The House of Commons Science and Technology Committee have started to publish the submissions of evidence on their website.
A number of familiar names are there, and I'll try to read these when I get a chance:
- Philip Campbell, the editor of Nature who had to resign from the Russell inquiry after prejudging the findings (not to mention his conflict of interest)
- Richard Horton, the editor of The Lancet, who replaced Campbell and whose advice was ignored where Russell found in convenient to do so
- Michael Kelly, of the Oxburgh panel, whose observations on the indequacies of CRU's work was not reported by Oxburgh
- Nic Lewis, of O'Donnell et al fame
- Prominent sceptics, McLean, de Freitas and Carter
There are also two from UEA and one each from the big learned societies, including the Royal Society.
Richard Horton's evidence includes this:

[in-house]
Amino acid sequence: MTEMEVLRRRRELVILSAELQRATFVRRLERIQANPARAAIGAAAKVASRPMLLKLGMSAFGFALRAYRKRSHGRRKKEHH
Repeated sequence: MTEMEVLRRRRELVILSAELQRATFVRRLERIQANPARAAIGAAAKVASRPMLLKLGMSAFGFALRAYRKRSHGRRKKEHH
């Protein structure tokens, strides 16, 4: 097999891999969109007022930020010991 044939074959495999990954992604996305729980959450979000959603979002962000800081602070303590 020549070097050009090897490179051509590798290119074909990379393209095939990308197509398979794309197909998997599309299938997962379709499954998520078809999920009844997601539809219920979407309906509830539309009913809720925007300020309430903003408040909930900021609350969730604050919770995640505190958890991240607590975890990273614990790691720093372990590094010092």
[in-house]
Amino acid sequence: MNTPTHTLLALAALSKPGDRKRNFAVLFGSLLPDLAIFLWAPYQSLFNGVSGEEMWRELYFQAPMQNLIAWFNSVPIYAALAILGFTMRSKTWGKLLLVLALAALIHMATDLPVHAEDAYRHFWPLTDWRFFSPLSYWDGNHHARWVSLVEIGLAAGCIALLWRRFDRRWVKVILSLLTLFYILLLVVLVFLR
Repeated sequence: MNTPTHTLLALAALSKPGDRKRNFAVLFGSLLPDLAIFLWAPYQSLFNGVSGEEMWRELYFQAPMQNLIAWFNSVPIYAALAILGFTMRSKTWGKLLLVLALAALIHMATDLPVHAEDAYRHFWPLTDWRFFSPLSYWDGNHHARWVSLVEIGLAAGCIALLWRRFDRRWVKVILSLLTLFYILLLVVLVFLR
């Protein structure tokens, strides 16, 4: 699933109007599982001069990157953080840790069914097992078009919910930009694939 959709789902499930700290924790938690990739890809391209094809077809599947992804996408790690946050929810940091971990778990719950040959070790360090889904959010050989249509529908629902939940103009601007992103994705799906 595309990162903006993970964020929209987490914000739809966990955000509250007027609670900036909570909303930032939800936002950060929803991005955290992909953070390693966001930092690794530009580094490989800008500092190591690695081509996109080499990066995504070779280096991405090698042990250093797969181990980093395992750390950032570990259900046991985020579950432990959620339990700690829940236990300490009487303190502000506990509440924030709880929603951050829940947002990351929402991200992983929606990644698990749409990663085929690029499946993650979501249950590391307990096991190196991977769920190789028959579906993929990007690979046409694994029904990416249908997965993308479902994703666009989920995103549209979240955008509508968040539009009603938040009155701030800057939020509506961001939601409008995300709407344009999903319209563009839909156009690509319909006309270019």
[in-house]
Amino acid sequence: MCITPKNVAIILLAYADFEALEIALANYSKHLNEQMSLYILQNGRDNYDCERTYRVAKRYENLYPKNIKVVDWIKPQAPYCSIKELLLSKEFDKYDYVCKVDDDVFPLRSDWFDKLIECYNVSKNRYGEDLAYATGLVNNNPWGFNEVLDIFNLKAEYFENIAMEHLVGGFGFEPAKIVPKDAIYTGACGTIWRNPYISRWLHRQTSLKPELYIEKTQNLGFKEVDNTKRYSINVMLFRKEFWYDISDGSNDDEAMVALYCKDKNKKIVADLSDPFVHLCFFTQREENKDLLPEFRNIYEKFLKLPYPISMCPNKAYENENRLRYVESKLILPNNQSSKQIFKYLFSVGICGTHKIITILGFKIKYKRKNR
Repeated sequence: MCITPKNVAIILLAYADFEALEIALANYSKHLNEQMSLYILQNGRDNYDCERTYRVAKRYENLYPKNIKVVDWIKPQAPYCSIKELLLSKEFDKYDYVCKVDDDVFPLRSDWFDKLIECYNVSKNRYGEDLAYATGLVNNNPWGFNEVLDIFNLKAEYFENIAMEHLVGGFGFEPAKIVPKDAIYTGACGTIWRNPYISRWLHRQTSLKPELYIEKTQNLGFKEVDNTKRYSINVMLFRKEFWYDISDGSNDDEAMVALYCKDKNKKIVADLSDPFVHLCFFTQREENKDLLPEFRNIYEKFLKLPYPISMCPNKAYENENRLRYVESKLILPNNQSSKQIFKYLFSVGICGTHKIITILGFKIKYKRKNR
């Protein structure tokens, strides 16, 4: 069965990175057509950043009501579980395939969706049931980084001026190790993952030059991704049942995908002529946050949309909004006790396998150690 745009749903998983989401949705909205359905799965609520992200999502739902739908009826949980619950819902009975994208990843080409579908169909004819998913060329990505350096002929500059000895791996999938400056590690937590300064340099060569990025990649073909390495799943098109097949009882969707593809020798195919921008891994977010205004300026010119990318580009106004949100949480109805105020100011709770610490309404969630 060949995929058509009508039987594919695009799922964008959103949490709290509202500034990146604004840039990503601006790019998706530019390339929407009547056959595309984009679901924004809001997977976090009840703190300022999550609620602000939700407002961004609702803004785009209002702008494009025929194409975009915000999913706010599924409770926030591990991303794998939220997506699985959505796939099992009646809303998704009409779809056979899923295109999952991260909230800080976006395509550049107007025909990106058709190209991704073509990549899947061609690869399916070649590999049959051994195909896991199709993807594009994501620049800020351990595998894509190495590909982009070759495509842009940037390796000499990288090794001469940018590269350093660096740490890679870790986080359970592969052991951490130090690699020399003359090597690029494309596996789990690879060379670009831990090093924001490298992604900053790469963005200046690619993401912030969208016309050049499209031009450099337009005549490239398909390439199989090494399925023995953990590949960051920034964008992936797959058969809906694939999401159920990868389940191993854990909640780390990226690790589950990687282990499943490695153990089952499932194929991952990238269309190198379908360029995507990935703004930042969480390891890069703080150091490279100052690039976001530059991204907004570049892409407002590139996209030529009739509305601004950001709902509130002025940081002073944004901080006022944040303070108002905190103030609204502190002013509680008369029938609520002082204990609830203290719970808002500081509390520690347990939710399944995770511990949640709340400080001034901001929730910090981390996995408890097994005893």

Peer review is a central issue in many scientific controversies and disputes today. Take climate change. In the Times Higher Education , last year, Andrew Montford, author of The Hockey Stick Illusion: Climategate and the Corruption of Science (1), argued that events at the Climatic Research Centre (UK) at the University of East Anglia (CRU) had far-reaching implications for the world of scientific peer review and publishing (2). His charge sheet was sharp and precise: that scientists undermined the peer-review process. Implicit in Montford's argument is that peer review is critical to the process of – and thereby public trust in – science. Writing in The Guardian , George Monbiot put it this way: "science happens to be [a] closed world with one of the most effective forms of self-regulation: the peer review process."(3). But for many of us who do peer review, this "most effective" form of self-regulation is often misunderstood and misrepresented.